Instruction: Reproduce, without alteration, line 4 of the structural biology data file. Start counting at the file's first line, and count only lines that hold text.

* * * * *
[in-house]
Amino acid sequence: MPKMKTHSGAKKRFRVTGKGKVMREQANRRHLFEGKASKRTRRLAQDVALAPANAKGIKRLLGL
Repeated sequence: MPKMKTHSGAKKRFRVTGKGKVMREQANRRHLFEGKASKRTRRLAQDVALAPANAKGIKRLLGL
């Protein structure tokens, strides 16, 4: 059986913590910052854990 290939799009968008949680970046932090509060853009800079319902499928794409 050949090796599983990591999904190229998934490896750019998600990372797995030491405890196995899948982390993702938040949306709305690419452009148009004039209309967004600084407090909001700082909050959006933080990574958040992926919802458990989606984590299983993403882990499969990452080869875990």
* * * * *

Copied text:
């Protein structure tokens, strides 16, 4: 059986913590910052854990 290939799009968008949680970046932090509060853009800079319902499928794409 050949090796599983990591999904190229998934490896750019998600990372797995030491405890196995899948982390993702938040949306709305690419452009148009004039209309967004600084407090909001700082909050959006933080990574958040992926919802458990989606984590299983993403882990499969990452080869875990």